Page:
Syntactic Priming during Language Production in Children (and Adults)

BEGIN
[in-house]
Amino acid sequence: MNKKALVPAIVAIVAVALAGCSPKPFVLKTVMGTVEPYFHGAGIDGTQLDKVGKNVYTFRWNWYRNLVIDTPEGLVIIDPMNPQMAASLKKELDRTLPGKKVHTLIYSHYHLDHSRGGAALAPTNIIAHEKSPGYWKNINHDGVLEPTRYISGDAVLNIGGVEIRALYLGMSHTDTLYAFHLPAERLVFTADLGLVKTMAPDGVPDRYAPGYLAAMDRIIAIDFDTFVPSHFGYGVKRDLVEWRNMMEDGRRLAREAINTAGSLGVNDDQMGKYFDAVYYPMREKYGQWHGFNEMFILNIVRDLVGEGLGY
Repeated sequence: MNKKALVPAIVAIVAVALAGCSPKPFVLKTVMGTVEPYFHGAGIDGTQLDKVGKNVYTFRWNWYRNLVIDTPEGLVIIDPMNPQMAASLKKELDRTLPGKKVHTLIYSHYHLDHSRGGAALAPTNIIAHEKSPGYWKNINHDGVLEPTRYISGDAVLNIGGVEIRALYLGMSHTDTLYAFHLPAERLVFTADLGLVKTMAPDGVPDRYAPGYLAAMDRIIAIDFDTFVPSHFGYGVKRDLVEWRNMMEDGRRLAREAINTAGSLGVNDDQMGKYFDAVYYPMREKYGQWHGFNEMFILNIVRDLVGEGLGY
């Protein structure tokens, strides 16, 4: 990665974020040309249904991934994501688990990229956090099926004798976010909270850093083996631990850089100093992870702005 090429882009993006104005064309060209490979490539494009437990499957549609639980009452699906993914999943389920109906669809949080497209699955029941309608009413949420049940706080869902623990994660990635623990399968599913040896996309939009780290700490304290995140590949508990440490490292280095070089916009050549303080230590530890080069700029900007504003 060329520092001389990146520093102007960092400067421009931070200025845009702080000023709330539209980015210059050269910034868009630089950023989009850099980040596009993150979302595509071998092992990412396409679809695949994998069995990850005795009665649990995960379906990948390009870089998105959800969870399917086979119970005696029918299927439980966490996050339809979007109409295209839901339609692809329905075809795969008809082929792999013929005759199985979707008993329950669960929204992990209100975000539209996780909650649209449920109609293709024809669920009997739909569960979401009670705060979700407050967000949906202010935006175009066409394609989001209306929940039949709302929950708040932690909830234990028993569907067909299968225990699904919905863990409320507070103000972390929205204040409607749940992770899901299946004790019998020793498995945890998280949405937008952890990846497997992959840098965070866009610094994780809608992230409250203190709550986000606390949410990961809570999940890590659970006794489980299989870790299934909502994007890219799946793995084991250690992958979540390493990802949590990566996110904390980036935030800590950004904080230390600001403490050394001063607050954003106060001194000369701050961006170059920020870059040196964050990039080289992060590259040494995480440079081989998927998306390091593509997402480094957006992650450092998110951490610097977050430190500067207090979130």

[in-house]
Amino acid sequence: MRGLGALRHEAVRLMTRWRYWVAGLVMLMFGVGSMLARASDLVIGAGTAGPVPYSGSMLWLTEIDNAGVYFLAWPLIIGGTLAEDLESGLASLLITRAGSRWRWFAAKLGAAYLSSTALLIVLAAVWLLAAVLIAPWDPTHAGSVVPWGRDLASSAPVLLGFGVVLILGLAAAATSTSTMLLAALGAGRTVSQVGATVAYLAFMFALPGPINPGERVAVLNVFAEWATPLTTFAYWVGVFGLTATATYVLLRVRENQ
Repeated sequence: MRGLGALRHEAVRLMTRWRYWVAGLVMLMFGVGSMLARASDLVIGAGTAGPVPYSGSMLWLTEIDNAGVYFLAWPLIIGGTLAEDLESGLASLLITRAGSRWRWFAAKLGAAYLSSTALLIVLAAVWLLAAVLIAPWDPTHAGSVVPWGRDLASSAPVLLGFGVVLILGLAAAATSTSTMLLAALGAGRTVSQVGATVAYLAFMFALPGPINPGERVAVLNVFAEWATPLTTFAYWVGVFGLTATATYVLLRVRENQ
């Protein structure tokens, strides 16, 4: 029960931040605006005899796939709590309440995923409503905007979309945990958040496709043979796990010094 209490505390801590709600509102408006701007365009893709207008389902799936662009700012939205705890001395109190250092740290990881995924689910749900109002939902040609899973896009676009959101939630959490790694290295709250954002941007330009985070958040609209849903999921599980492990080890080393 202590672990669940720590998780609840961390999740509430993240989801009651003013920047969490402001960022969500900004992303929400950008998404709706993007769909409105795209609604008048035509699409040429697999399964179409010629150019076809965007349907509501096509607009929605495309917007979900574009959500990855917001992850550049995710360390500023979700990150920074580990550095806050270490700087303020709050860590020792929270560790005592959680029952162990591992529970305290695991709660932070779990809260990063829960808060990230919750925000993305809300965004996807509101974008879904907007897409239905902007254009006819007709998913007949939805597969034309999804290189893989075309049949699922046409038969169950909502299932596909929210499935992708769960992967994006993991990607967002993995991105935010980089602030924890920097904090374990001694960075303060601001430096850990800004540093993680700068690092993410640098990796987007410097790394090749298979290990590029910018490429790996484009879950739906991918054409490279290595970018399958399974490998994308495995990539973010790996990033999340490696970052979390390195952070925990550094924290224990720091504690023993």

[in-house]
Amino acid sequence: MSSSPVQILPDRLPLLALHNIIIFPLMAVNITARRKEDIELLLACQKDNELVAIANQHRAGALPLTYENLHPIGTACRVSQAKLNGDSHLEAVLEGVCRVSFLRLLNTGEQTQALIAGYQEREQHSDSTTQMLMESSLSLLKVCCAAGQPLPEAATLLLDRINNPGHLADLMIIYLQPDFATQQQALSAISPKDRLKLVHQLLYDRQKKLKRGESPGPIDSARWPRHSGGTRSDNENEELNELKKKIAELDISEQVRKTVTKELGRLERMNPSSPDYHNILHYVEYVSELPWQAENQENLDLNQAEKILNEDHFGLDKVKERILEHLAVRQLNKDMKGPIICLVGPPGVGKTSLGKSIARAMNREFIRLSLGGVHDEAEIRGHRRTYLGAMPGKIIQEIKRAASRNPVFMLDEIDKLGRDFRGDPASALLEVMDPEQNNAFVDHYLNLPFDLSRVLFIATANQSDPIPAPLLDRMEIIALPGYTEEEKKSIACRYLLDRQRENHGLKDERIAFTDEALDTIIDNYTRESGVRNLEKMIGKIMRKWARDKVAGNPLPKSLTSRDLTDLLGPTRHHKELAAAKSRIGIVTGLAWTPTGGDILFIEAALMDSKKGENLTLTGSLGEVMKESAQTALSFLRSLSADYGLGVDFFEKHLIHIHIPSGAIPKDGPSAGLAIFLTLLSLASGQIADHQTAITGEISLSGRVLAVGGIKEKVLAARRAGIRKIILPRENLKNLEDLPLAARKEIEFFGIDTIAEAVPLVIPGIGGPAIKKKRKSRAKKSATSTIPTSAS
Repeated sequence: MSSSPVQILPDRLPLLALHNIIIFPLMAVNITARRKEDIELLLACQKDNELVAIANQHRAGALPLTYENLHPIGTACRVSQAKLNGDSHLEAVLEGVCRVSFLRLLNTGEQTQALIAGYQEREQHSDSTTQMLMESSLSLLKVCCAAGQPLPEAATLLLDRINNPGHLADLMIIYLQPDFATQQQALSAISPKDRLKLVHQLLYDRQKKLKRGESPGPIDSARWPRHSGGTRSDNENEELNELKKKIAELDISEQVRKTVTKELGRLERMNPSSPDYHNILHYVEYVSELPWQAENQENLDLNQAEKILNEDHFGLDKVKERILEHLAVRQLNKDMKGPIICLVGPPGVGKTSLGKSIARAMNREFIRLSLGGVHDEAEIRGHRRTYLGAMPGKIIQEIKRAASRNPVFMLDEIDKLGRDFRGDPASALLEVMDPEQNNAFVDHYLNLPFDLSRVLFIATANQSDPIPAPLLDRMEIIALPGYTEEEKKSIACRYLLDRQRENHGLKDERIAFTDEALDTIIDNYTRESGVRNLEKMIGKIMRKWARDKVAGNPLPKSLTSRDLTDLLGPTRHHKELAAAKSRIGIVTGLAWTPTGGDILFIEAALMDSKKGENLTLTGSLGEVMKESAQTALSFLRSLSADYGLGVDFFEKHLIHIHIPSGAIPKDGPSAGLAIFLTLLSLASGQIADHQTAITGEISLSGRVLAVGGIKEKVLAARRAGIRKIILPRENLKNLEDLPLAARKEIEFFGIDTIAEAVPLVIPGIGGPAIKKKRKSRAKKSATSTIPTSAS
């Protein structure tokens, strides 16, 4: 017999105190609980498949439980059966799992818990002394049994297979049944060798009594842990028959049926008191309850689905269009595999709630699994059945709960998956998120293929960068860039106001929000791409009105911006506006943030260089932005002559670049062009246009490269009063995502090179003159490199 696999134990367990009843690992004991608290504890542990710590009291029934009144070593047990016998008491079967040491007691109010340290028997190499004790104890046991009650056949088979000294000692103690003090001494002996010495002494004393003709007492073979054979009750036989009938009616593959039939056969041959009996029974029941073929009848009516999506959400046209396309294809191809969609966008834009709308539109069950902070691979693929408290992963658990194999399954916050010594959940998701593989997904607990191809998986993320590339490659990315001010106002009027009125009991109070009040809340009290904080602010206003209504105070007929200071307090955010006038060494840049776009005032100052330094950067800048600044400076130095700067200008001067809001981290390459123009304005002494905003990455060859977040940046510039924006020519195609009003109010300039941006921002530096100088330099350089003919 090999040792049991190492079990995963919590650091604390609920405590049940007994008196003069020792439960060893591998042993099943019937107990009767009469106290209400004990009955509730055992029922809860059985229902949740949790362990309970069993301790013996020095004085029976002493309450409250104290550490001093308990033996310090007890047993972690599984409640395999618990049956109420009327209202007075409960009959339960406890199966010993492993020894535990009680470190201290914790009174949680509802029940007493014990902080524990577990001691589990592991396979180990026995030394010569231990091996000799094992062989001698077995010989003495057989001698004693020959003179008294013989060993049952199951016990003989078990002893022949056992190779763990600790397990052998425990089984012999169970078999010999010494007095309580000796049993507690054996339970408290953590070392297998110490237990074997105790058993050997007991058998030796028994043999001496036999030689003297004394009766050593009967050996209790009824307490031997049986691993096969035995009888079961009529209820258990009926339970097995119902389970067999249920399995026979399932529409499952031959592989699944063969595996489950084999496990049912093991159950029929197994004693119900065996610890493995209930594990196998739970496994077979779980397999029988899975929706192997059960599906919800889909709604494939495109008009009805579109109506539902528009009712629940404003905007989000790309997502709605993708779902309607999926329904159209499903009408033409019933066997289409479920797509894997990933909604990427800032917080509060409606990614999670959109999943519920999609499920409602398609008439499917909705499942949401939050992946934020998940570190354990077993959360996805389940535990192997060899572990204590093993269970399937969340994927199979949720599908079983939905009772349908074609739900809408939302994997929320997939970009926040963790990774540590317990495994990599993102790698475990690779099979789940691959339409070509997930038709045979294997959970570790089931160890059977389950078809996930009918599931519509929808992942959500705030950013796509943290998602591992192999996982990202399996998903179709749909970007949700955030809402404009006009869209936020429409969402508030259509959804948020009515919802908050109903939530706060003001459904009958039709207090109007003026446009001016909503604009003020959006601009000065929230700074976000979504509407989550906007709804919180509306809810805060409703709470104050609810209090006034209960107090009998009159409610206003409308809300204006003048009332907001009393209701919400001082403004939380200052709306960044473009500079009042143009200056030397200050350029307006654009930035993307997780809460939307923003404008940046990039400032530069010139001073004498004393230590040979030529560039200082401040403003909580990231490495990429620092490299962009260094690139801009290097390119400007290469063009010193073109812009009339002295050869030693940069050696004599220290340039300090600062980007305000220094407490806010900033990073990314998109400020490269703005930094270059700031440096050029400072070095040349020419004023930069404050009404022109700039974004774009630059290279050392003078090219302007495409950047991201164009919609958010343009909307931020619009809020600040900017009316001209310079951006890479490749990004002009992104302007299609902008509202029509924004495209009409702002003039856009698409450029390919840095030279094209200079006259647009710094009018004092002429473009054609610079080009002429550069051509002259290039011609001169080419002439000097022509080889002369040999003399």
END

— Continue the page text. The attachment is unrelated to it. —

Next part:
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Substantial theoretical interest has generated concerning the nature of children’s language acquisition, leading to an unfolding debate regarding children’s lexically based (Tomasello, 2000) and abstract general knowledge about syntactic structure (Fisher, 2002). The present study adapts the adult syntactic priming technique to investigate the extent to which 3-and 4-year-old children exhibit effects that are parallel to a group of adult controls. We originally focused on the separation of preschool children into a younger and older group, but due to lack of disparity these were subsequently combined. Using both a strict and lenient scoring scheme, results showed syntactic priming of active and passive structures where an increased tendency to reuse the syntactic structure of the prime sentence in a subsequent target description was evident, although greater in adults. The verb in the prime and target was also manipulated leading to an enhanced priming effect in the verb repetition condition (‘lexical boost’), but this time with no apparent difference between groups. We also varied the number of intervening trials between prime and target (0 or 2 lag) demonstrating that the syntactic priming effect decreases considerably but still persists after a lag of 2 and this decay appears to be smaller in children. The lexical boost of priming however seems to dissipate over the lag manipulation, with no apparent group differences. Taken together these findings suggest that the nature of children’s representation underlying syntactic constructions is essentially adult-like, possessing early abstract representations but still using verbs in highly item-specific ways.